HFSS software was used in simulating the birdcage coil antenna to estimate the electric field and SAR distribution inside a simulated human head and brain. We estimated a birdcage with a diameter of 22 cm and a height of 15 cm to achieve the required SAR of 0.6 W/kg and a relative homogeneous E-field distribution inside the simulated coil. The birdcage was designed with a distance of 16 and 5 mm between wires. Figure 2 shows the coil structure. Figure 3 shows the H-field with wider shield with the E-field distribution. The distance between wires was critical in controlling the E-field distribution. Further distance may cause escape of the field outside the coil. We use Matlab for the mathematical model described above, with the ratio between the birdcage coil radius to shield of 4:5, the shield radius was equal to 1.25× the birdcage radius. The shield radius, Sr was near 6-inch diameter.

As it can be seen the value of H = 1.2 × 106, occurring almost uniformly inside the coil. This matches with the Matlab simulation, with H-field needed to be 1.19 M Amps/Meter, with energy consumption reaches near 100 W in a short time. Figure 4 shows the field distribution within the tissue inside the coil. Figure 5 is a zoom in view that shows the shield coil of the birdcage. Figure 6 shows the H-field distribution with different patient setting that may be appropriate for wearable system.

The E-Field distribution is given in Figure 7. The field is uniform inside the simulated birdcage coil. The simulation results showed that the magnetic energy impacting the SAR values is focused inside of the coil with H values near 1.25 × 106 A/m. This makes B = 0.58 T. The data shows that the magnetic field quickly attenuates outside the coil. The value of H above the coil was near 22 KA/m, making B near 27 mT. The high localized fields near the end rings are of narrow regions, and not propagating to the inside. These are resulting from boundary values of the fields near the rings.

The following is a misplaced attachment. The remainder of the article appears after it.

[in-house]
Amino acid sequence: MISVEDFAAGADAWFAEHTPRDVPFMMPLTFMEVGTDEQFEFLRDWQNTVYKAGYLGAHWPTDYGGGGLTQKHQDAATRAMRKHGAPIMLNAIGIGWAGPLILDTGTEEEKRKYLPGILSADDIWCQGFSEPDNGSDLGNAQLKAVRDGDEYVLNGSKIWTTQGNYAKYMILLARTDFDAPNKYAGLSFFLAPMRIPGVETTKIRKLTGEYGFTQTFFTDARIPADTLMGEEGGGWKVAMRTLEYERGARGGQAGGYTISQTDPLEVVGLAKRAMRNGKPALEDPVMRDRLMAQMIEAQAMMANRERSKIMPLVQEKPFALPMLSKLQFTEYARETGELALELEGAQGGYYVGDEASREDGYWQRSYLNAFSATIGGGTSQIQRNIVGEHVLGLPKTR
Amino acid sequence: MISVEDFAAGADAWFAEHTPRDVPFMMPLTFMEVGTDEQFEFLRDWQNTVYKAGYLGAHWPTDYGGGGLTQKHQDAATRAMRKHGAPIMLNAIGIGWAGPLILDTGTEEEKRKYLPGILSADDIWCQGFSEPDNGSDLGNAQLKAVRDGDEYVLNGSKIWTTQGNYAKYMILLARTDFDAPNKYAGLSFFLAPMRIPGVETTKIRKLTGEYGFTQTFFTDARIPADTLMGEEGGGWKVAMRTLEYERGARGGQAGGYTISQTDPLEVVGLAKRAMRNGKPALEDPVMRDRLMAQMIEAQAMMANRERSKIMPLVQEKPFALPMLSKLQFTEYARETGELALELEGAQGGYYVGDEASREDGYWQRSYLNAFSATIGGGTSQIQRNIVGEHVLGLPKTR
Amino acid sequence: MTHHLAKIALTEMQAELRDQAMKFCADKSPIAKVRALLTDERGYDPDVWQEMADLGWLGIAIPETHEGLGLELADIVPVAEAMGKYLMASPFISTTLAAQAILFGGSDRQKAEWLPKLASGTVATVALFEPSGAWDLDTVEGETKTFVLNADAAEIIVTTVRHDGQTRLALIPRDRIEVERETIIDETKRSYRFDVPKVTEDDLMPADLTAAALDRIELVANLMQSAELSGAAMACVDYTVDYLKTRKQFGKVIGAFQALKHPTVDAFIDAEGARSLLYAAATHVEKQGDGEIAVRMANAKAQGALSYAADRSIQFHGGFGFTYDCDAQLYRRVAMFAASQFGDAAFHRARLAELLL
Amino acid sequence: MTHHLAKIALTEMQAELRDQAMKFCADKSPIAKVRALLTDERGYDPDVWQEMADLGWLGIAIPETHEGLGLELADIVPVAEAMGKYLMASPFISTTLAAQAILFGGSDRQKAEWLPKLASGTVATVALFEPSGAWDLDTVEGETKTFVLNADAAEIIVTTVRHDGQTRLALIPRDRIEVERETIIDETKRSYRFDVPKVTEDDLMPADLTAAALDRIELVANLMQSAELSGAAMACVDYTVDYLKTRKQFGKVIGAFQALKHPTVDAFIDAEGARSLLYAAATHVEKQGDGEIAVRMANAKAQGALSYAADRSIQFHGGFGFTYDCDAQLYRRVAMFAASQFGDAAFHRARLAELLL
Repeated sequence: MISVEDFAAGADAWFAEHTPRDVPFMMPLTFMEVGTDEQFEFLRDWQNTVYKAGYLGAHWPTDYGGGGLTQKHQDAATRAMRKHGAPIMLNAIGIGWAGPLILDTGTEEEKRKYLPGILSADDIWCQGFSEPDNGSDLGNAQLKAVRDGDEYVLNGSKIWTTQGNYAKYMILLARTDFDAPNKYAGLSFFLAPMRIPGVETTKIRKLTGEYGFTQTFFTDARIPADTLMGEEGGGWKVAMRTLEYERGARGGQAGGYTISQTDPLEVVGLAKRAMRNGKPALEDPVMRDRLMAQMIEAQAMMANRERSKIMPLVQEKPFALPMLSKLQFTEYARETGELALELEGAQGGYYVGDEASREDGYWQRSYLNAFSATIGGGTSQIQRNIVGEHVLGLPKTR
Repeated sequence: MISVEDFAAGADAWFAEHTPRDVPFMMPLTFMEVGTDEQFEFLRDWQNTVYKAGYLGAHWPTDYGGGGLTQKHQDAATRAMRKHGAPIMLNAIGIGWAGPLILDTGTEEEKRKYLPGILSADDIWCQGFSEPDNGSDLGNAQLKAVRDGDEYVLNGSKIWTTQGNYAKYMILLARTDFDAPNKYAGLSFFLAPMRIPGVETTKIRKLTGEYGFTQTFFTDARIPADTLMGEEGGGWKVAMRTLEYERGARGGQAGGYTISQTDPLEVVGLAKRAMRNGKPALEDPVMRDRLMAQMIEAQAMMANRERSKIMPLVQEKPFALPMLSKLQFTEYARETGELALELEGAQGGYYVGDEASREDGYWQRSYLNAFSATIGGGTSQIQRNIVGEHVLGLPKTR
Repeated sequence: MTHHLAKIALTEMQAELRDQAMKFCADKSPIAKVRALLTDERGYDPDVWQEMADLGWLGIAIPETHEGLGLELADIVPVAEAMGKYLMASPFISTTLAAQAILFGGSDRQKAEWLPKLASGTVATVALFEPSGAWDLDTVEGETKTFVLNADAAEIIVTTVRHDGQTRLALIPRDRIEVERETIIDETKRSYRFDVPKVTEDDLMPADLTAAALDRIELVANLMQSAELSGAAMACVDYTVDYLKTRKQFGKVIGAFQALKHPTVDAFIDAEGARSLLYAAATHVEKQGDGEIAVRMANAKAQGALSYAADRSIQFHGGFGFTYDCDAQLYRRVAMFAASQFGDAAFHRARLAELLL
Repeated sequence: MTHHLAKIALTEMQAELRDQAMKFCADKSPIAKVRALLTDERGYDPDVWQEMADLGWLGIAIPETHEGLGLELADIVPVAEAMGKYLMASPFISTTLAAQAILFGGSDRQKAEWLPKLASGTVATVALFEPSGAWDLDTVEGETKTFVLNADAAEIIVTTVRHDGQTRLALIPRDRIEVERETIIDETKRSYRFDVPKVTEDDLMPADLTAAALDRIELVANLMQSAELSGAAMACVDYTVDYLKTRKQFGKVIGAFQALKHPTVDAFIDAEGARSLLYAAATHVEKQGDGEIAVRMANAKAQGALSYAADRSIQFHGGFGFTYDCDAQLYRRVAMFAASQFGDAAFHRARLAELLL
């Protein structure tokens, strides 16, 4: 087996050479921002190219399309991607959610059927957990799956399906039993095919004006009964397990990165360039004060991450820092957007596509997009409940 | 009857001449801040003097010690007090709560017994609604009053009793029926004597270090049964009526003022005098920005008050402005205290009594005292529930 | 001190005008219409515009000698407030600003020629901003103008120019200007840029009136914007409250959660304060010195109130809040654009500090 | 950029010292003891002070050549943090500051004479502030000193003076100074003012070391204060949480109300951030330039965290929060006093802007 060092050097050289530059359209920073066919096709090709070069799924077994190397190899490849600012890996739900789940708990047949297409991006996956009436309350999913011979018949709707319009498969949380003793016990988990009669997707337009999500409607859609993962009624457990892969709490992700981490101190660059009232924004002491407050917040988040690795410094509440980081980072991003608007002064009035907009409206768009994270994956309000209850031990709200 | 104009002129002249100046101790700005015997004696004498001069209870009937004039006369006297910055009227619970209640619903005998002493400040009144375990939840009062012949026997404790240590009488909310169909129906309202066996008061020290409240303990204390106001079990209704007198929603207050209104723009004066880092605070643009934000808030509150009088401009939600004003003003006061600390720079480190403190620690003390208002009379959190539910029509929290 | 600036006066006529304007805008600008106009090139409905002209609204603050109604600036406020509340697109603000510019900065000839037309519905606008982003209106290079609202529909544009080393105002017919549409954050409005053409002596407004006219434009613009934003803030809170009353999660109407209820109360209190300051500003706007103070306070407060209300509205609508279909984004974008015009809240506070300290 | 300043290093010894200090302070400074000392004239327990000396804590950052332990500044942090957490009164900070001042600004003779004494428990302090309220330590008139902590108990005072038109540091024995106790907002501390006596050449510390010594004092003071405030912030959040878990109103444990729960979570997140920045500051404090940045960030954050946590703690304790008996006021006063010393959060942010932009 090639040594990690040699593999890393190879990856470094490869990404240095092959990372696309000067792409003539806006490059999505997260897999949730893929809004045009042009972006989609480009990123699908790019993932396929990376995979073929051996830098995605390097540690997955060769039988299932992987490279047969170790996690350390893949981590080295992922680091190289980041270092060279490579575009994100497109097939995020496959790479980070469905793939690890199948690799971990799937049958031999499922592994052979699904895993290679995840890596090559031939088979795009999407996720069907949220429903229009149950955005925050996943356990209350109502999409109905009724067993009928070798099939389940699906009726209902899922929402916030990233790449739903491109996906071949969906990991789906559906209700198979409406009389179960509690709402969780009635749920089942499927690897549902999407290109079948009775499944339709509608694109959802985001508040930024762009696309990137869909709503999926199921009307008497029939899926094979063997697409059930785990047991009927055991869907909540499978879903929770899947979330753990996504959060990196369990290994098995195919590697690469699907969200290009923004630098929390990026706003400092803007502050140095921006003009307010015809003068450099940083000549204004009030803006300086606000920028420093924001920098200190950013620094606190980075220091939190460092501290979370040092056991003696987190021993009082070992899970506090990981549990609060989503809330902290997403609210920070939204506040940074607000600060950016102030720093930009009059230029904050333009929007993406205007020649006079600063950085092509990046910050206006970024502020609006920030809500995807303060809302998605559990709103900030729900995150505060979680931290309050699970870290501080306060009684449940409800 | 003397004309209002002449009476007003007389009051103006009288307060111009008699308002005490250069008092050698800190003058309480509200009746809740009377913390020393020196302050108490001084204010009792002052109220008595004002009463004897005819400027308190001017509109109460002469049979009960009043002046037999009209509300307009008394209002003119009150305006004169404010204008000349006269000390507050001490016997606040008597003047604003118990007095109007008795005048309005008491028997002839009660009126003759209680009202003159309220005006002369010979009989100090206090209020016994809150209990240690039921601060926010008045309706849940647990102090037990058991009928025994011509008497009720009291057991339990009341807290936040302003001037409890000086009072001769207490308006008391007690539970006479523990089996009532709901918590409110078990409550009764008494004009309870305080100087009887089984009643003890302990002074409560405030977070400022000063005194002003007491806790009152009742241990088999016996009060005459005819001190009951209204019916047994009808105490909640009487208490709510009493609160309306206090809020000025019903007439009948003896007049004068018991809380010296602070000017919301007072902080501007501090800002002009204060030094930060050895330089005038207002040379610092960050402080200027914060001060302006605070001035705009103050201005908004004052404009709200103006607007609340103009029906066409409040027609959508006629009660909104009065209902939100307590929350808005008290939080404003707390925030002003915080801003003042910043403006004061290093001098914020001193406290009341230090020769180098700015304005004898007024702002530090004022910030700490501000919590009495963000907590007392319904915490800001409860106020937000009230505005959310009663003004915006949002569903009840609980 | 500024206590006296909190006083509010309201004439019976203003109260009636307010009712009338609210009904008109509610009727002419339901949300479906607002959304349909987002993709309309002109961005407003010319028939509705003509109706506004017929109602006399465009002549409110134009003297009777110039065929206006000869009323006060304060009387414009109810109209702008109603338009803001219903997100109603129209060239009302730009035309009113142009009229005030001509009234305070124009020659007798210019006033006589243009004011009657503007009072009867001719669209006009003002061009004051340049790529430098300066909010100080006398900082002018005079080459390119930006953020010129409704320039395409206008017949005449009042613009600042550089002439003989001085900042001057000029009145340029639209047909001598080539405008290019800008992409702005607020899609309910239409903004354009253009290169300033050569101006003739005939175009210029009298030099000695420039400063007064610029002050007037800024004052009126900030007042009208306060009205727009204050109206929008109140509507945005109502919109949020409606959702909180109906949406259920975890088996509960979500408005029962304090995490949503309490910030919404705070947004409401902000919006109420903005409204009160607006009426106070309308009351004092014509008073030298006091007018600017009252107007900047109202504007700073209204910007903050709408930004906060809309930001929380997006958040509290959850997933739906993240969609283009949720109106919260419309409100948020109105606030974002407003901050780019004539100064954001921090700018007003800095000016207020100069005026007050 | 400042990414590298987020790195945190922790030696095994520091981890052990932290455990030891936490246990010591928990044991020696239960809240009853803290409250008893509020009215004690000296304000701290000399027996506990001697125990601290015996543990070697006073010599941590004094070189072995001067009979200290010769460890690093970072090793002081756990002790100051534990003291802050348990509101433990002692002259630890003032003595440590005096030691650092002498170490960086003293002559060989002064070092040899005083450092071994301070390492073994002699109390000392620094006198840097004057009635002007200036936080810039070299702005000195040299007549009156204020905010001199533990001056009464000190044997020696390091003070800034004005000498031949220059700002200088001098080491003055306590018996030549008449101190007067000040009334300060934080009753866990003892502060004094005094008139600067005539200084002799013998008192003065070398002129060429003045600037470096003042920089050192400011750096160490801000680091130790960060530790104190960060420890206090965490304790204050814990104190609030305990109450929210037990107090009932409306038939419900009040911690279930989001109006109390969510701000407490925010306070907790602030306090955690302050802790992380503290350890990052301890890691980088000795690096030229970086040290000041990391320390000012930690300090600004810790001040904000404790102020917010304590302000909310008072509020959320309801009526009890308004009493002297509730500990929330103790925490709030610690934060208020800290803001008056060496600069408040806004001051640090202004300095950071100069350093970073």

Figure 2. The birdcage structure.

Figure 3. Displaced conductors more than 10 mm will cause H-field and accordingly EM energy to escape from the Birdcage system.

Figure 4. The H-field distribution inside the Birdcage coil.

Figure 5. The Field distribution inside showing the shield coil.

Figure 6. A different setting of a Birdcage coil simulation that may be accommodated for wearable devices. Notice H-field is a little above the birdcage coil.

Figure 7. The E-Field distribution over the head phantom.


In this work, a Birdcage coil antenna was proposed to produce the required EMF parameters of a SAR of 0.6 W/kg, and a frequency of 64 MHz following the preliminary biological data presented in our previous study [5]. The HFSS simulation results showed that the Birdcage device dimensions may be adopted as a wearable device for the AD treatment. The simulation showed uniform distribution for the E and H fields in the middle of the coil, suggesting uniform power density applied to a simulated human head inside the coil. The simulation with the head phantom and the practical model of the system including hair factor are reserved for future considerations.

Conflicts of Interest

The authors declare no conflicts of interest regarding the publication of this paper.